NEW DELHI, July 7 - Even as the armies of India and China are locked in an eyeball to eyeball stand-off in the Doklam area at the Sikkim-Bhutan-Tibet tri-junction, comes a report which states that India�s border roads are not ready for war with China.
The Comptroller and Auditor General (CAG) has as early as in March submitted a report �Construction of Indo-China Border Roads by Border Roads Organisation (BRO)� in the Parliament cautioning that border roads were anything but ready. The non-completion of works has a serious bearing on the operational capability of the armed forces in strategically sensitive areas, the CAG report said.
The report studies execution of works relating to 61 Indo-China border roads (ICBRs), which have been entrusted to the BRO to meet the requirement of the Army, ITBP and other users. Of these 61 ICBRs, 24 roads were selected to assess the effectiveness of planning and management of works, financial management, resource management, and quality and internal control mechanism.
The Cabinet Committee on Security (CCS) headed by the Prime Minister had emphasized the time-bound completion of the Indo China border roads due to their strategic importance. As of March 2016, an expenditure of Rs 4,536 crore against an estimated cost of Rs 4,643 crore was incurred for these 61 ICBRs (total targeted road length of 3,409.29 km). However, only 36 per cent i.e. 22 roads having a length of 707.24 km had been completed.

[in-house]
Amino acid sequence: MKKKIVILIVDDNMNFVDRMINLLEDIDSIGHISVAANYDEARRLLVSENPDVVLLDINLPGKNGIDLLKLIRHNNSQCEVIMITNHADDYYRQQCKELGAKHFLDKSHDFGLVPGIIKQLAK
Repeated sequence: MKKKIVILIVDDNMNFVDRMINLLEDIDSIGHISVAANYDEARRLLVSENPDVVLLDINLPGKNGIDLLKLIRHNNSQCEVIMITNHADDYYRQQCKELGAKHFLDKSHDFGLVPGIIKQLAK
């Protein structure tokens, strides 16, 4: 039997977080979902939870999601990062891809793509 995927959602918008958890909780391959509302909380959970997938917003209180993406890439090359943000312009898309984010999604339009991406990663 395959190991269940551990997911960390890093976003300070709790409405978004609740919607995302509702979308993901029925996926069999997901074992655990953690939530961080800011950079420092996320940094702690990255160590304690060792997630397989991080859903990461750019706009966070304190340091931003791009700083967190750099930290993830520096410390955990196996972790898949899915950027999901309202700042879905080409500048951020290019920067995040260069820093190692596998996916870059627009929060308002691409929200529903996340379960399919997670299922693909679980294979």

On conduct of audit, only six roads were found completed by March 2016, while 17 other roads, on which an expenditure of Rs 1,797.28 crore had been incurred, were facing problems of substandard construction. Even the six roads having a total length 197 km, which have been completed at a cost of Rs 164 crore, were not fit for running of specialised vehicles and equipment such as Smerch and Pinaka rocket launchers, and Bofors field artillery due to various limitations like steep radiant, less width, inadequate turning radius and defective alignment, among others.
The annual works plans (AWPs) are neither prepared timely nor the physical targets achieved. The plans at various levels had not been framed realistically and there were critical gaps in implementing what had been planned. There were numerous instances of defective construction of roads on account of unsuitable design, steep gradient, defective alignment, turning radius problems, improper contract management, poor riding conditions, inadequate drainage facilities, non-connectivity of roads and abandonment of executed works.
This had not only resulted in delay in completion of strategic roads but also caused an infructuous expenditure of Rs 63.20 crore on account of realignment of roads. In certain cases expenditure was incurred in excess of the sanctioned amount without approval.
Moreover, deployment of General Reserve Engineering Force personnel was done in remote and hazardous working locations without adequate facilities. Users also expressed their dissatisfaction as the road works executed by the BRO did not adequately meet the requirement.
Users� feedback indicated that there were issues like improper gradient, undulating surface, improper turning radius, minimum passing places, unsatisfactory riding comfort, etc., with 17 of the 24 roads selected for audit.
The CAG report recommended that reconnaissance, survey and soil classification should be carried out to facilitate the completion of roads in time. The department concerned should expeditiously implement the plan for adoption of newer technologies like Light Detection and Ranging (LiDAR) and high resolution space technology for road construction works, the CAG noted, suggesting that the Ministry of Defence should take up the issue of fund availability with the Ministry of Finance.